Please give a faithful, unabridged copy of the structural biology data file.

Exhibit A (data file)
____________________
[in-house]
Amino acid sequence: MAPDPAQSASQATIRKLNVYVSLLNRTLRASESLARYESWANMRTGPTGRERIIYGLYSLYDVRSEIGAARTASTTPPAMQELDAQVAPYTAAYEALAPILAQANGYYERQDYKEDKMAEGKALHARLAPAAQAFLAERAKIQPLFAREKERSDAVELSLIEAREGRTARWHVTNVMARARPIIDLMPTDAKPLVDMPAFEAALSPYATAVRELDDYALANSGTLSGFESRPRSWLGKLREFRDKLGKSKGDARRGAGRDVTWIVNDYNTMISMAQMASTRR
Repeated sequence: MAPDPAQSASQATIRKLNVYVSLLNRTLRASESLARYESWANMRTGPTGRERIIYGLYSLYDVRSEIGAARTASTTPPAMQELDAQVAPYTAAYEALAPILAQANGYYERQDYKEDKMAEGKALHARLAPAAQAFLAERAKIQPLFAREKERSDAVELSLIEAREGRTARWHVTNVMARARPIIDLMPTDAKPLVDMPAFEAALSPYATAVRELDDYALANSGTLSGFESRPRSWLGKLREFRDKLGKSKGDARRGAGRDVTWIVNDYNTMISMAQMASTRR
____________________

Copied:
[in-house]
Amino acid sequence: MAPDPAQSASQATIRKLNVYVSLLNRTLRASESLARYESWANMRTGPTGRERIIYGLYSLYDVRSEIGAARTASTTPPAMQELDAQVAPYTAAYEALAPILAQANGYYERQDYKEDKMAEGKALHARLAPAAQAFLAERAKIQPLFAREKERSDAVELSLIEAREGRTARWHVTNVMARARPIIDLMPTDAKPLVDMPAFEAALSPYATAVRELDDYALANSGTLSGFESRPRSWLGKLREFRDKLGKSKGDARRGAGRDVTWIVNDYNTMISMAQMASTRR
Repeated sequence: MAPDPAQSASQATIRKLNVYVSLLNRTLRASESLARYESWANMRTGPTGRERIIYGLYSLYDVRSEIGAARTASTTPPAMQELDAQVAPYTAAYEALAPILAQANGYYERQDYKEDKMAEGKALHARLAPAAQAFLAERAKIQPLFAREKERSDAVELSLIEAREGRTARWHVTNVMARARPIIDLMPTDAKPLVDMPAFEAALSPYATAVRELDDYALANSGTLSGFESRPRSWLGKLREFRDKLGKSKGDARRGAGRDVTWIVNDYNTMISMAQMASTRR